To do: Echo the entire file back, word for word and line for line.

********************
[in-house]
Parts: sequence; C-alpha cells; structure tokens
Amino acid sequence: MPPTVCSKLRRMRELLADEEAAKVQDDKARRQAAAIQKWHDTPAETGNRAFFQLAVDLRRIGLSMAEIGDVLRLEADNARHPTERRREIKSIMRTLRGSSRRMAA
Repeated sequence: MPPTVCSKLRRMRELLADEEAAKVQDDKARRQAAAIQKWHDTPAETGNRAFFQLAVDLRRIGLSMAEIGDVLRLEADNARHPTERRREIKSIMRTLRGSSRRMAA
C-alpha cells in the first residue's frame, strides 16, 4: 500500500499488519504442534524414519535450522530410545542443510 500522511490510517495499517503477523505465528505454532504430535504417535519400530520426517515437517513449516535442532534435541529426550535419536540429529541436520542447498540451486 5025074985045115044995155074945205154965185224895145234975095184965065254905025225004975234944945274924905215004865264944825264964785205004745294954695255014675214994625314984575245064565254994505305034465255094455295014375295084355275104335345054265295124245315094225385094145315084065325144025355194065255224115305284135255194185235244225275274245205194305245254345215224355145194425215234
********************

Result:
[in-house]
Parts: sequence; C-alpha cells; structure tokens
Amino acid sequence: MPPTVCSKLRRMRELLADEEAAKVQDDKARRQAAAIQKWHDTPAETGNRAFFQLAVDLRRIGLSMAEIGDVLRLEADNARHPTERRREIKSIMRTLRGSSRRMAA
Repeated sequence: MPPTVCSKLRRMRELLADEEAAKVQDDKARRQAAAIQKWHDTPAETGNRAFFQLAVDLRRIGLSMAEIGDVLRLEADNARHPTERRREIKSIMRTLRGSSRRMAA
C-alpha cells in the first residue's frame, strides 16, 4: 500500500499488519504442534524414519535450522530410545542443510 500522511490510517495499517503477523505465528505454532504430535504417535519400530520426517515437517513449516535442532534435541529426550535419536540429529541436520542447498540451486 5025074985045115044995155074945205154965185224895145234975095184965065254905025225004975234944945274924905215004865264944825264964785205004745294954695255014675214994625314984575245064565254994505305034465255094455295014375295084355275104335345054265295124245315094225385094145315084065325144025355194065255224115305284135255194185235244225275274245205194305245254345215224355145194425215234